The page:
The songs on LIGHTS zig when they are expected to zag. “FREEDOM” starts off as a piano ballad before a deep bass quickens the pace and steals the show. His expressions sound pained in “Voice” but are accompanied by an unassuming trap beat. Other surprises include the rapping alongside a jazzy piano in “Monologue” and the way he firmly states “I’M DONE” following soft-voiced echoes in “Evolution.” More worth celebrating than JOOHONEY’s new sense of freedom to experiment musically, though, is his new sense of freedom to simply be himself.
What makes LIGHTS exceptionally powerful is its way of sharing hard-earned lessons without sounding patronizing, overgeneralizing, or preachy. JOOHONEY gets candid about going through a dark time mentally, and he does not offer a silver bullet for how others can see light at the end of the tunnel. His assessment is realistic: JOOHONEY cannot guarantee a future of pure sunshine if one follows his advice, but he can insist that trying to find the sunshine within every day and knowing it’s there is worthwhile. As he puts it in “Monologue,” hope is “hiding… in the dark, everywhere.” He promises that “Crawling is better than nothing” in “Evolution” and reminds people tough times always pass in “FREEDOM”: “Even your pain and the unbearable moments of suffering / Are swept away by the flowing wind.”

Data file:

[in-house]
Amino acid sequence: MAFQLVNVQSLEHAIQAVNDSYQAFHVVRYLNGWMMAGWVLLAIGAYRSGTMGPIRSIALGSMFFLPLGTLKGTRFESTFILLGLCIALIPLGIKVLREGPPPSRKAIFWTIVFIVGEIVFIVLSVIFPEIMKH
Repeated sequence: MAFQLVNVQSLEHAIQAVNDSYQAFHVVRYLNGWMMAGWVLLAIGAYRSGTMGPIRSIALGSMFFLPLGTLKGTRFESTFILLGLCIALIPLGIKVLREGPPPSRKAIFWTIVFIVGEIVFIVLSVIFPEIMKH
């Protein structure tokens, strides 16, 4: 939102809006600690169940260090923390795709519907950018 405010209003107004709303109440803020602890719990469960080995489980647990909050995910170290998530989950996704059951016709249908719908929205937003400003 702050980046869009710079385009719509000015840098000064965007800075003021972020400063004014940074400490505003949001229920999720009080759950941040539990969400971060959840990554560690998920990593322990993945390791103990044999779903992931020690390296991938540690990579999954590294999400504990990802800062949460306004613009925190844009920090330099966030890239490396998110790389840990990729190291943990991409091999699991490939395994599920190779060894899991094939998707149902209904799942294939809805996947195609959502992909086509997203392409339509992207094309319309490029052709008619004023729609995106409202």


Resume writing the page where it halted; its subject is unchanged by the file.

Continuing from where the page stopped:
The most touching moment in LIGHTS is during the grand finale, “Don’t Worry, Be Happy.” A choir of children’s voices joined JOOHONEY in “SMOKY,” echoing his sentiment about trying and struggling to move forward. Now, a choir of adult voices accompanies his own, emphasizing his newfound confidence that he can handle whatever the “grown-up world” throws at him. “SMOKY” was JOOHONEY telling his inner child everything would be okay, and “Don’t Worry, Be Happy” shows a grown-up JOOHONEY finally believing that.
LIGHTS is a moving full-circle moment for JOOHONEY, encapsulating his emotional transformation from darkness to not pure bliss but genuine contentment. LIGHTS exudes authenticity for not being an “Everything’s okay now!” story, but an “Everything will be okay” and “You can do hard things” one. LIGHTS doesn’t have all the answers, but it has something better: a reminder that the keys to handle life’s biggest obstacles are already within oneself. As he puts it in “Voice,” “We are the keys.” The lessons JOOHONEY has learned and shares about valuing oneself, trusting in one’s ability to get out of a dark hole, and knowing the sun will rise again tomorrow are invaluable.
#1: ENHYPEN, DARK BLOOD
Read the full album analysis below, and check out the corresponding podcast episode here!
For more on these picks and to find out who got honorable mentions, listen to the corresponding episode of 17 Carat K-Pop!